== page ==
How Electroluminescent (EL) Wire Works

Suenos Del Agave performers dance while wearing EL wire costumes during the 2008 Burning Man project.
Suenos Del Agave performers dance while wearing EL wire costumes during the 2008 Burning Man project.
AP Photo/Brad Horn


Electroluminescent wire, also known as EL wire, has been around since its invention in 1936 by Frenchman Georges Destriau. Its function -- creating a neon-like light -- isn't new, yet people are developing ever more creative ways to capitalize on its unique qualities. Electroluminescent material is available in sheet and wire form, and both varieties have become more suited to consumer use since their invention. The first EL products were made of thick, inflexible and fragile materials. Electroluminescent wire, for example, first hit the scene encased in glass or ceramic. There was a significant problem with this design. Neither glass nor ceramic is malleable: you can't coil, wrap or stretch it into new and interesting shapes. This significantly reduces EL wire's usefulness. Encasing the wire in a pliable, plastic coating easily solved the problem by making EL wire flexible, waterproof and therefore ideal for both indoor and outdoor use.

EL wire's popularity stems from its versatility and efficiency. It's widely used by artists and hackers to illuminate clothing (think glowing suits), bicycle spokes and turntables. It's ubiquitous at festivals such as Burning Man, where people create towering structures adorned with colorful strands soldered together. World-renowned lighting artist Marcus Tremento uses EL wire as a means to blend modern design and art. EL wire also has a decorative safety function when it comes to stairs, walkways and bike helmets. Emergency responders have even used EL wire tape to illuminate accident areas. Whether you buy it or make it yourself, use it for safety lighting or bright clothing, EL wire is a great choice for creative lighting projects large and small.

Exactly how does EL wire work? Let's start by looking at how it's made.

Components of EL Wire

Electroluminescent (EL) wire has a fairly simple structure with only five components.
Electroluminescent (EL) wire has a fairly simple structure with only five components.
©2010 HowStuffWorks

The beauty of electroluminescent wire is its relative simplicity. It consists of several components:

  • Copper core
  • Phosphor lubricant
  • 2 Copper wires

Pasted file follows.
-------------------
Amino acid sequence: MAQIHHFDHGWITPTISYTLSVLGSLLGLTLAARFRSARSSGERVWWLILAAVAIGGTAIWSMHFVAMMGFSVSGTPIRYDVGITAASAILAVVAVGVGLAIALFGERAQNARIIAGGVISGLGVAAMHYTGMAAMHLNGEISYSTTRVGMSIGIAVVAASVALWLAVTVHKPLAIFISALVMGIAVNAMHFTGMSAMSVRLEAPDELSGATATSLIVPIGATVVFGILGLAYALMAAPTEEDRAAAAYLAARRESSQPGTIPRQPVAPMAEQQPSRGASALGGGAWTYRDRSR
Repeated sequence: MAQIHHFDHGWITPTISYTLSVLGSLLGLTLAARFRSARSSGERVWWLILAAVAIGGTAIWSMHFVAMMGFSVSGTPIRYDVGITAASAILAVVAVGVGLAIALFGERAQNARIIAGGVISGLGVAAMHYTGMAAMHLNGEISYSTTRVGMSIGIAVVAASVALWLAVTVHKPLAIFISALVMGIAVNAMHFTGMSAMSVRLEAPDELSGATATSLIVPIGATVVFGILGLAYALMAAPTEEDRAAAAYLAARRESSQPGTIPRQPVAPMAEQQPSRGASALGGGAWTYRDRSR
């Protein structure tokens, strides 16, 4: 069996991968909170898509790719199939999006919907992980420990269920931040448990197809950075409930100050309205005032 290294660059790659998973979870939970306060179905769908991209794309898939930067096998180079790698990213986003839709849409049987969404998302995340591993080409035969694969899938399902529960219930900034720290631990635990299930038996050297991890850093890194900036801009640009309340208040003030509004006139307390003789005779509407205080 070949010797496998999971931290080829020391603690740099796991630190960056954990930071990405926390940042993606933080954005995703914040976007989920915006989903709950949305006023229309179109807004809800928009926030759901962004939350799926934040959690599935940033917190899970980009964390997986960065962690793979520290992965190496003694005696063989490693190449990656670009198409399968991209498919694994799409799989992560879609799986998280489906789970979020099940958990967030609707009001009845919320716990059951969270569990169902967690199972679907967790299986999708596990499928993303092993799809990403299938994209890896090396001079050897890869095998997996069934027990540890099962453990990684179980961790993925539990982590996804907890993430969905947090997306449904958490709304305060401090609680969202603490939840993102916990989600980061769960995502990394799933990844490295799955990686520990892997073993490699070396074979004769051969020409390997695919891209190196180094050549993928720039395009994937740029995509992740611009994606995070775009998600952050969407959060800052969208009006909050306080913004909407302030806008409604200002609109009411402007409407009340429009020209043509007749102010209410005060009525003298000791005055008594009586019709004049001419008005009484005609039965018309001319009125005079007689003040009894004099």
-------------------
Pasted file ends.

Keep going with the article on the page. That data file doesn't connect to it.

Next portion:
• 2 PVC sleeves
  • AC Power Source

The production of EL wire begins with a solid copper core, which acts as a conductor. A conductor is a material through which electricity -- a flow of electrons -- easily moves. The entire copper core is coated with an even layer of phosphor lubricant. Phosphor -- like the kind in light sticks and other glow-in-the-dark products -- is the key to electroluminescent wire. Phosphor is a solid material that gives off light when exposed to an energy source, like electricity.

Next, two very thin copper wires are twined together to make one long strand. This wire is coiled around the phosphor-coated, copper core. You now have a layered unit. You can think of its core as a sandwich -- two conductors with electricity following through them provide the energy needed for the phosphor to illuminate.

EL wire can break if exposed to moisture. This is where the two PVC sleeves come into play. These sleeves protect the EL wire from the elements -- this is especially important when you're using EL wire outdoors -- and gives it its pliancy. The first PVC sleeve, which is fairly thin and lightweight, is pulled over the entire conducting unit. This inner sleeve is made from a clear, waterproof plastic. The second PVC sleeve, which is often chemically dyed to produce a vast array of colors, is laid over the entire strand. It provides an extra layer of protection and is often variegated to give the illusion of texture.

Lastly, no EL wire is complete without an AC power source. The addition of electricity to your EL wire begins a reaction on the atomic level that allows the wire to glow.

Now that we know what EL wire is composed of, let's see what makes it illuminate so beautifully.

Why EL Wire Glows

EL wire is powered by alternating current (AC), not direct current (DC). When electricity is applied to an electroluminescent wire, electrons in the wire's phosphor coating are knocked to a higher energy level or orbital. When these electrons move back to their original energy level, they emit light particles called photons. Only at the point when the electrons release their extra energy and return to their previous state will they release photons, causing the phosphor to glow. So, why is AC better than DC for electroluminescent wire? If direct current (DC) were applied to the EL wire, light emission would stop as soon as the current stops exciting the electrons. As DC moves in only one direction, the glowing would begin and end very quickly as the current passed.

For EL wire to continuously glow, it needs a constant supply of electrical current. With alternating current (AC), the electrical current moves back and forth between the positive and negative poles of the circuit. This alternating polarity means that electricity constantly flows through the circuit, giving the EL wire a constant electrical supply. Consequently, the phosphor atoms are continuously being ionized, or having their electrons change energy level. Since these ions are always having their electrons jump from one energy level to another -- the process by which they emit light -- they will glow continuously. Additionally, AC can provide higher voltages than DC because alternating current can be stepped up or down by using transformers. This is key for determining how brightly your EL wire will shine. Higher voltages cause more electron excitation, which in turn leads to a brighter light [source: PBS].